Introverts are habitually perceived as being shy, antisocial even, and have gained a reputation for preferring solitude over the company of a noisy crowd. While it's true that introverts find solace in being alone, this doesn't happen for the reasons you might think.
According to doctor of psychology Perpetua Neo, it all has to do with brain chemistry.
Known as the "feel-good" chemical, dopamine is a neurotransmitter that helps control the brain's reward and pleasure centers. Because introverts have a lower threshold of dopamine sensitivity than extroverts, they are more easily stimulated and get their dopamine "fill" faster. This makes them become more easily overwhelmed by highly stimulating social situations, such as a crowded party with lots of people and noise.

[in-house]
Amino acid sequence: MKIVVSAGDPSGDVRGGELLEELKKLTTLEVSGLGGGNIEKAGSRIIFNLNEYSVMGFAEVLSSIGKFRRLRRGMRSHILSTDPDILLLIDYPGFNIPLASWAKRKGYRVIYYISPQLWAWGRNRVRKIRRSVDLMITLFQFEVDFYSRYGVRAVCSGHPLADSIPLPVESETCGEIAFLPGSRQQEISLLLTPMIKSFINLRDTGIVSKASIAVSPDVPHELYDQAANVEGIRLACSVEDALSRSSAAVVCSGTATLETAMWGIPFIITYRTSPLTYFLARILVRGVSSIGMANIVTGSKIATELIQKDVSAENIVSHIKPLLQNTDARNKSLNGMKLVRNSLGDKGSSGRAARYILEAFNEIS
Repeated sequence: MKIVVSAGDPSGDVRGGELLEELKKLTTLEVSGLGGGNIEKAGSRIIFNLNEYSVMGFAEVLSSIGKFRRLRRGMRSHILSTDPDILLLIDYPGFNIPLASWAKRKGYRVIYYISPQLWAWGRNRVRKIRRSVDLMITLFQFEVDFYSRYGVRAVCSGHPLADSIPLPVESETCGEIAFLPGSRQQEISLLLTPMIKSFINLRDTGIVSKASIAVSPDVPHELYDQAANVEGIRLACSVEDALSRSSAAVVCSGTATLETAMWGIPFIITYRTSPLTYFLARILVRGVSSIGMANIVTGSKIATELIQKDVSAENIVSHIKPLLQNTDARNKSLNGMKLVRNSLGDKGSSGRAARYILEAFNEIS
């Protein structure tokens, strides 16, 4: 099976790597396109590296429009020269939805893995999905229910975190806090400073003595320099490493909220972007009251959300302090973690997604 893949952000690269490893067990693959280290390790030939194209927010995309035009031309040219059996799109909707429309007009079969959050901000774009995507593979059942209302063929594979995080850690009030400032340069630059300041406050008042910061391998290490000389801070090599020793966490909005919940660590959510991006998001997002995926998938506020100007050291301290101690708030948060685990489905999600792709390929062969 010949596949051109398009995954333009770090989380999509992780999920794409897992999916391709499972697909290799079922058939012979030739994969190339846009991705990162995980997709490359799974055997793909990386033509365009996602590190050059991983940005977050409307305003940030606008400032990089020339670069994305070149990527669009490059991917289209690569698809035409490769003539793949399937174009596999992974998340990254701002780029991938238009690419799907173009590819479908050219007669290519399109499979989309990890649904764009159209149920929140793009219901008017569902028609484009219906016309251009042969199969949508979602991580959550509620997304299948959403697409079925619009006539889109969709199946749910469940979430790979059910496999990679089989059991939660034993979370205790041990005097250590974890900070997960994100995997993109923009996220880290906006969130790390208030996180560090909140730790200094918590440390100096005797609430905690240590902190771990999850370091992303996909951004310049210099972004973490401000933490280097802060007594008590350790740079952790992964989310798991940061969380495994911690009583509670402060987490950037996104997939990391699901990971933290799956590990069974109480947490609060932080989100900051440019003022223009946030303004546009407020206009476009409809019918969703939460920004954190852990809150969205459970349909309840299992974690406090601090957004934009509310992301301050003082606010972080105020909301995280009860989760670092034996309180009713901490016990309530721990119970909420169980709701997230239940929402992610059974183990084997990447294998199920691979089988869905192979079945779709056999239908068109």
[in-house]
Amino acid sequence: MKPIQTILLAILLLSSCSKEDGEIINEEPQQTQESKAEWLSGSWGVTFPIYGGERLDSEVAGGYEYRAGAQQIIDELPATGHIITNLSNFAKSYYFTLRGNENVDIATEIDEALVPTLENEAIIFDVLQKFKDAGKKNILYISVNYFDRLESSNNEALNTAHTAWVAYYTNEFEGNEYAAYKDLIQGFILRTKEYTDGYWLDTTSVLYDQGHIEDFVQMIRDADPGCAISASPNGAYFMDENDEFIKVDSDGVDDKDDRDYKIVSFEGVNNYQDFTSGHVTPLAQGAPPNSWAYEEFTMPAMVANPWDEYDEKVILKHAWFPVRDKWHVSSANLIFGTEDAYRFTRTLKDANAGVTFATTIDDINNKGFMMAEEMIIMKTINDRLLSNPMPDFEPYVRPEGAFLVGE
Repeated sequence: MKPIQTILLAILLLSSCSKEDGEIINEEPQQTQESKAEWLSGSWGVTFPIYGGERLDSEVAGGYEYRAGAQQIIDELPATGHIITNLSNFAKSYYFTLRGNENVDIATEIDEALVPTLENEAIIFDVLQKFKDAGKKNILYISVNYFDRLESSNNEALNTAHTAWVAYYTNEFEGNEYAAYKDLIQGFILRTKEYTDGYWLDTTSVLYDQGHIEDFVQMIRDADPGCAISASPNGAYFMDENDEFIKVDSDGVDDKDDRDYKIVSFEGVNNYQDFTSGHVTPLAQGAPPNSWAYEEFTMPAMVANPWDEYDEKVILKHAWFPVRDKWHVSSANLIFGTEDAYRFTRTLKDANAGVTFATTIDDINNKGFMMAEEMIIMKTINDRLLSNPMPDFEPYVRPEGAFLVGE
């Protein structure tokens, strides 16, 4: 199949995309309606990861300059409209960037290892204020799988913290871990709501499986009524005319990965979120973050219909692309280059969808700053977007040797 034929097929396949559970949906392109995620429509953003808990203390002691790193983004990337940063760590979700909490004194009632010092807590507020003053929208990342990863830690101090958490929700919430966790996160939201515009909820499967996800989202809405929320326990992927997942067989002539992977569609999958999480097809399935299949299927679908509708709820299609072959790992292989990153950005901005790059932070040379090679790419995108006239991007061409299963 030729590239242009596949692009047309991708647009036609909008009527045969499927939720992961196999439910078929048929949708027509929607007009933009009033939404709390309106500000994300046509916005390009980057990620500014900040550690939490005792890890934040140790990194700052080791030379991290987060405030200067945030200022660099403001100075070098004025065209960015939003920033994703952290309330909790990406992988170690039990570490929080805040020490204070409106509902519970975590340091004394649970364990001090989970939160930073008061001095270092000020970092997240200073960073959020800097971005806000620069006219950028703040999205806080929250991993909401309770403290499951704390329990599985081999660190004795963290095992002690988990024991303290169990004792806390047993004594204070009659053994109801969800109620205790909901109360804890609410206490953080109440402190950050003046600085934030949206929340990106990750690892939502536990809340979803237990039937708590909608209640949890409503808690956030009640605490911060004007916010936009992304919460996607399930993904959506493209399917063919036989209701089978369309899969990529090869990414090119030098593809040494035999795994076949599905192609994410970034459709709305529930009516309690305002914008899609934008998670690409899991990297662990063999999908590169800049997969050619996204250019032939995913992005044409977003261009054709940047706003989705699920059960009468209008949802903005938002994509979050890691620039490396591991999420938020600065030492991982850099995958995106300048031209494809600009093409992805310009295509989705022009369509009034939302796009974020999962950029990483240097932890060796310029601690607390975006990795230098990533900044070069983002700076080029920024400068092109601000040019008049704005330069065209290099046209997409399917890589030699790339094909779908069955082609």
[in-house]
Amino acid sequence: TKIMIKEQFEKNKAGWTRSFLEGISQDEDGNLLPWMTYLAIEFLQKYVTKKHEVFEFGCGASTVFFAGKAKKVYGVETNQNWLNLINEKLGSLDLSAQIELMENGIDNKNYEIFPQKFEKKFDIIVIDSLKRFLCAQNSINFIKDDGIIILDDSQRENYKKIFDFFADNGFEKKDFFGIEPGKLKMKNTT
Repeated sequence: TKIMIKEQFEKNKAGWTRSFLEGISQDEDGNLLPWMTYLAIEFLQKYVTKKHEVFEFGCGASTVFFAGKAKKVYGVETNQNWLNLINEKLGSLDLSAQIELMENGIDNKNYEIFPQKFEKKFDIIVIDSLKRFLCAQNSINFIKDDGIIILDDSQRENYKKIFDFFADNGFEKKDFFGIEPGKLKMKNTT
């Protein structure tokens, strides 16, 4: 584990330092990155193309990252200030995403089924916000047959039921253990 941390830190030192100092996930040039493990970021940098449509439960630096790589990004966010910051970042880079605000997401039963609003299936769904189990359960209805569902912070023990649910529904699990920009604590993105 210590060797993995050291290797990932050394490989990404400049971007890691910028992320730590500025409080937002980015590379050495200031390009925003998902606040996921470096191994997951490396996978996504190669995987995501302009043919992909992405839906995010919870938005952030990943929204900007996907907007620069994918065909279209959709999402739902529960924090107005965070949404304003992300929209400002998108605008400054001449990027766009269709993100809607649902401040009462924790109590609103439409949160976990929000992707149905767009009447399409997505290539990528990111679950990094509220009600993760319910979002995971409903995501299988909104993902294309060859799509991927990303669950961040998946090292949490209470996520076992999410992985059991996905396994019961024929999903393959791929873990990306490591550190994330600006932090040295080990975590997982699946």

"As an introvert, you are more energized by spending time on your own, or in very small intimate groups of people you trust," Neo points out.
By comparison, extroverts thrive in highly stimulating social environments and, instead of feeling drained like introverts would do, they actually recharge their batteries by interacting with as many people as possible.